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Energy In A Nutshell: Solar Energy

By Edited Jul 23, 2016 0 0

Solar energy is one of the six alternative forms of power generation that gains increasing attention as nuclear fuels fall out of favor almost everywhere around the world today. 1% of renewable energy in the USA are generated with the sun at the moment, but scientists believe that eventually, the sun will be able to provide almost all energy needed on planet earth, once some of the technical hurdles that exist today are overcome.

For solar energy to be tranferred into electricity it needs a conversion system. The three common conversion systems for solar energy today are:

  1. Photovoltaic systems (PV, solar cells) that use semiconductor materials to capture the energy in the sunlight and directly convert it to electricity.
  2. Concentrating solar power systems that use solar heat to produce electricity by bundling sunlight with mirrors into a hot beam. 
  3. Flat-plate collectors that heat water directly by exposing it to sunlight.

There may be new technologies coming up in years to come based on advantages on nanotechnology, but most of these ventures are experimental at best and nowhere near the scalable stage needed for satisfying broad demands. As often with renewable forms of energy, storage is a problem. This can be partly solved with molten salt storage: The heat from solar collectors is transferred to a network of tubes filles with a salt solution that contains the heat for several hours.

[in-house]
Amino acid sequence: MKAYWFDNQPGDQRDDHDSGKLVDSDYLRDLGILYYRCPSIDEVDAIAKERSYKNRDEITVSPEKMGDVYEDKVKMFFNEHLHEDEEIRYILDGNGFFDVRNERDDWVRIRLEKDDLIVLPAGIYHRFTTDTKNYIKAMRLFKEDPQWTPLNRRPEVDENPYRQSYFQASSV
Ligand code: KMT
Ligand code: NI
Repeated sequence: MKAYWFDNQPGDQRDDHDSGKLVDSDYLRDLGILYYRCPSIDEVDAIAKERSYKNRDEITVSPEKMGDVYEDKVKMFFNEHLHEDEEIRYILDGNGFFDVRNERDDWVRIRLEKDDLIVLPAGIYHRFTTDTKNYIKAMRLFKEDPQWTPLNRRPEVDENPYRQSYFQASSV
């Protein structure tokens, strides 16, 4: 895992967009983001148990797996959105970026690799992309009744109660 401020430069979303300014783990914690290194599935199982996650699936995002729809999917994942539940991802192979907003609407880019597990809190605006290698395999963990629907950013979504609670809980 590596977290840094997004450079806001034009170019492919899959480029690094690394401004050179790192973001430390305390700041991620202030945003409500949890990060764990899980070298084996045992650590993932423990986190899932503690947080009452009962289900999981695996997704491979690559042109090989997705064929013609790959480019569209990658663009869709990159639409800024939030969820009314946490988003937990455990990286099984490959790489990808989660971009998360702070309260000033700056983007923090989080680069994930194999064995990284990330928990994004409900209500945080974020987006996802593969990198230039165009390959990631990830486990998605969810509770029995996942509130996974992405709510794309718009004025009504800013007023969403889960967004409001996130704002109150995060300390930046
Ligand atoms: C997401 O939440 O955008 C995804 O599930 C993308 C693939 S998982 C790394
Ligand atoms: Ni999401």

Advantages of solar power:

  1. No emission of greenhouse gases during operation. 
  2. The sun is a free power source, so operating is extremely inexpensive.

Disadvantages of solar power:

  1. Solar energy plants can only generate electricity during daylight hours (about 5.5-8 hours).  
  2. Solar energy is more expensive than other renewables, especially when compared with wind energy. 
  3. Small overall contribution, because the technology is not advanced enough to compete with other, cheaper sources of energy. 
  4. Limited tax credits in the USA, which creates weak incentives to invest in technology. 
  5. Large footprint of thermal solar plants, only suitable for desert areas or uninhabited land, remote from actual demand. 
  6. Photovoltaic is only useful for local application. The storage and transport problem is still unsolved.


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